I feel like this is ripe for a tribute film, even a live action one. Plus, hey, the industry kind of owes us for The Spirits Within.
Three species fight for dominance, including an exiled group of humans. See, the protagonists are built right in should Hollywood ever decide to make this classic game into a movie. They'd have to overcome the fact that Blizzard...um..."borrowed" pretty heavily from other properties and some classic sci-fi films, but, hey, necessity is the mother of invention.
Plus it's got intense intergalactic politics, and not in the Revenge of the Sith kind of way. It's more like the best parts of Battlestar Galactica. As I've said so many times: Politics would be vastly improved with laser weaponry.
When the main character is 1,000 years old and has no memory of his past, that gives you a lot of backstory to dig up. A seemingly ordinary quest blossoms into bizarre space-time inconsistencies, alternate universes, and invincibility. All this before settling back into a story about nobles and kings in time for a sensible finale.
To the Moon
In the future, we can implant memories. However, the process is so dangerous, it is only allowed on the elderly. From this springs an industry in giving the dying a memory of the life they've always wanted.
However, things get heavy when one patient mysteriously rejects the implanted memories. This leads the characters on a journey to discover exactly what is so special about the reminiscings of an old man.
Another in a long line of Square RPG hits, Xenogears deals with mystery discoveries and characters in a foreign world. This tale brings the concept of "spaceships" to the usually planet-bound worlds of Square. Throw in the rich fantasy storyline the company is known for, and we can easily see this translating into a Hollywood blockbuster.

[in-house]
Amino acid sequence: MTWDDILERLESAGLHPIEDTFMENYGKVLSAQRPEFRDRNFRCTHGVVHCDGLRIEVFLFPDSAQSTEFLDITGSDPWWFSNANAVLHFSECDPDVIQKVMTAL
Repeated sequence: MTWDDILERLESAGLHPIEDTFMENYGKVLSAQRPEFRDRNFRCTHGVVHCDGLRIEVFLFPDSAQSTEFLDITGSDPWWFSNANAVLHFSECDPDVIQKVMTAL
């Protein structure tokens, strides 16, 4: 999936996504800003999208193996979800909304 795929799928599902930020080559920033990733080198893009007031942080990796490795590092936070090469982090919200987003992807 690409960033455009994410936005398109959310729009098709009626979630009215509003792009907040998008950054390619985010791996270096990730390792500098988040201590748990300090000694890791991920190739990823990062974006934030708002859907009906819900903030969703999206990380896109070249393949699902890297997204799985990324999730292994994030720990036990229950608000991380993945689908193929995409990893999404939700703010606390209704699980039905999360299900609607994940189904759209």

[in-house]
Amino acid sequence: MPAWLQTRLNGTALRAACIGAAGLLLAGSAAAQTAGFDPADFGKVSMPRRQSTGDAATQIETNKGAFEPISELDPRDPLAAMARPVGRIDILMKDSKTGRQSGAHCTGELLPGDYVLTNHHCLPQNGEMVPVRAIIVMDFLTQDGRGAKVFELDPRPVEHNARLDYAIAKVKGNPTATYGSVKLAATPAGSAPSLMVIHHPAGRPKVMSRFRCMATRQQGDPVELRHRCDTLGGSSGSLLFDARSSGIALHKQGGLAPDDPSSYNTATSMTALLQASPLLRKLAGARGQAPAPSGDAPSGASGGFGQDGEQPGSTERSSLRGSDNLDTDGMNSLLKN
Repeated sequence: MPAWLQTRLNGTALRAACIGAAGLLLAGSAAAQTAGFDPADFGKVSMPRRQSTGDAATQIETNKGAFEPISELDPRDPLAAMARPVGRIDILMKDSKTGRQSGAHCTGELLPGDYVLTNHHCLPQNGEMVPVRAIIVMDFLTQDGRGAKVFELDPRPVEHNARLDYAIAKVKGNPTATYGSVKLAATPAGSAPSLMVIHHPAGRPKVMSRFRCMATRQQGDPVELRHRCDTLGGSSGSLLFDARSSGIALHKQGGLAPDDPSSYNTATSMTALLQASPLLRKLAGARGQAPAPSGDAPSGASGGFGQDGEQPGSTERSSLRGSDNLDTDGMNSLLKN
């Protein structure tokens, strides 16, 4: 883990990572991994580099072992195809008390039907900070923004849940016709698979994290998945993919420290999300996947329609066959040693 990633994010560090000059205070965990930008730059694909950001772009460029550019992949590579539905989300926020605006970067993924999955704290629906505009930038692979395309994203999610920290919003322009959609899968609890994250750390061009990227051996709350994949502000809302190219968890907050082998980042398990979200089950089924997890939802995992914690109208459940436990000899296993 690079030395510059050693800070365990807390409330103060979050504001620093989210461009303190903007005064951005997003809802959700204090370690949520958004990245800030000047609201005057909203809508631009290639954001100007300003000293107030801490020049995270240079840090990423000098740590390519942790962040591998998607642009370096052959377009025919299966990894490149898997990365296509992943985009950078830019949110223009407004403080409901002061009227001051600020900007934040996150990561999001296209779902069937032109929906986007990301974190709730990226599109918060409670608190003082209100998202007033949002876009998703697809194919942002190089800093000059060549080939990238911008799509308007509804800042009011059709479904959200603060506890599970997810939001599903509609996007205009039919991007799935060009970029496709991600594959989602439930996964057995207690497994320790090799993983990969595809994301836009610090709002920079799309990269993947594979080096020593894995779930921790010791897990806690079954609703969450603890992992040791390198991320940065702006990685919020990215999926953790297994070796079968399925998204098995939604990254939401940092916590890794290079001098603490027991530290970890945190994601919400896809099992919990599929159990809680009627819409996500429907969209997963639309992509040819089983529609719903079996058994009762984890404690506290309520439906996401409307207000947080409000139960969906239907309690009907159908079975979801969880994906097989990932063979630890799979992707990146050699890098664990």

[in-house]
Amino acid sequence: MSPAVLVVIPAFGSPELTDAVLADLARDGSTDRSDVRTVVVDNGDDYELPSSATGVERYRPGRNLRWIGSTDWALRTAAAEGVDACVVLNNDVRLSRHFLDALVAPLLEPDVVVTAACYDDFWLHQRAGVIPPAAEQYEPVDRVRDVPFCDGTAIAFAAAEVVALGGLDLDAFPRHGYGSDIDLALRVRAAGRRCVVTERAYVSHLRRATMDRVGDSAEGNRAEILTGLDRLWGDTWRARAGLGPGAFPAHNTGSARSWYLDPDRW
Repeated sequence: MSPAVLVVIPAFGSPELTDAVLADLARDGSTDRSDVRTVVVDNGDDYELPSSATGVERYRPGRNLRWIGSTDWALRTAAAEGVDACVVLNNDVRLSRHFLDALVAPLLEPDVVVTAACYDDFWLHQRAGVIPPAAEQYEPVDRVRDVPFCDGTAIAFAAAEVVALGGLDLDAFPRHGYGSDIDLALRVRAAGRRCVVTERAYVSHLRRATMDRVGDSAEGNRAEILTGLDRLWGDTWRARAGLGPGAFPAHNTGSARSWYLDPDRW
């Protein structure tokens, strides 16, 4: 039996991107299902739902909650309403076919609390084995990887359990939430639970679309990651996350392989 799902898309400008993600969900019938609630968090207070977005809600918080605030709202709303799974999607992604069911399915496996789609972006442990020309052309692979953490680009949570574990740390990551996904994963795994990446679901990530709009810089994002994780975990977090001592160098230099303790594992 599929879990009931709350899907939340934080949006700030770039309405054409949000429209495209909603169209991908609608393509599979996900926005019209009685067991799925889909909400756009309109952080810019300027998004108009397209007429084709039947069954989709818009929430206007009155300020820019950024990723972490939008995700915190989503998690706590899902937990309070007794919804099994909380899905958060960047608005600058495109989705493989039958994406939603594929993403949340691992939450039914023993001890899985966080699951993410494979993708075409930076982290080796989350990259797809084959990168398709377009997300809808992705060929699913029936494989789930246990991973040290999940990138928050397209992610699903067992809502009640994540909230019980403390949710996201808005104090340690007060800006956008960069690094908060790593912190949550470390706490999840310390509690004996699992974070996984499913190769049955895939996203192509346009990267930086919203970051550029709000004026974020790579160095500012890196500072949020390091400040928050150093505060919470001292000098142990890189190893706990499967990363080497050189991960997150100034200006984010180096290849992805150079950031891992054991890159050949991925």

The Last of Us
An "it's not actually a zombie" zombie game, The Last of Us sees a young girl escorted through an apocalyptic wasteland. It feels a lot like Children of Men, except the girl in The Last of Us isn't afraid to fight. The parallels with the great Alfonso Cuarón film don't stop there: The girls in both films likely hold the key to restarting civilization. It's time we added a bit more plot to our zombie-and-other-stuff-like-zombie-soaked sci-fi universe, no?
Hollywood, make this under-appreciated classic a film already. In what has been heralded as the best adventure game of all time, an after-death travel agent gets caught up in a mystery plot that just might swallow him whole. The artistic approach is what is best about this game, from the character design to the film noir graphics approach. Throw in the game's humor, and what you have is a production sure to wow moviegoers on all possible levels.
It's already a role-playing game with Disney characters, so make this game series into a feature film, already! It features protagonists exploring various canon Disney Worlds in a battle against evil. Think The Dark Tower series, except with Donald Duck. Plus, it'd be a handy way for Disney to get in on that whole "cinematic universe" trend everybody's all about these days.
Let's take a minute or two when we're not debating the merits of Prometheus sequels(or lack thereof), and actually put the horror back into outer space franchises. Dead Space does just that. Combining the most intense elements of space hallucination horror with space monster freakouts, this raises the stakes to a grander stage than just "save the ship and its inhabitants."
The Longest Journey
This classic point-and-click adventure game (and, to a lesser extent, its sequels) brought to vivid life two worlds - the futuristically sci-fi Stark, and the fantasy kingdom of Arcadia - and positioned a sympathetic protagonist in the form of a young woman with the power to move from one to the other in between them. Full of memorable characters and awe-inspiring imagery, The Longest Journey is the kind of epic quest that makes for great cinema, and it also would allow some creative filmmaker to exploit both the fantasy and tech-driven sci-fi visual palletes. Plus, what a star-making role April Ryan would be.
That's our list! What'd we miss? What games would you like to see made into films? Let us know in the comments!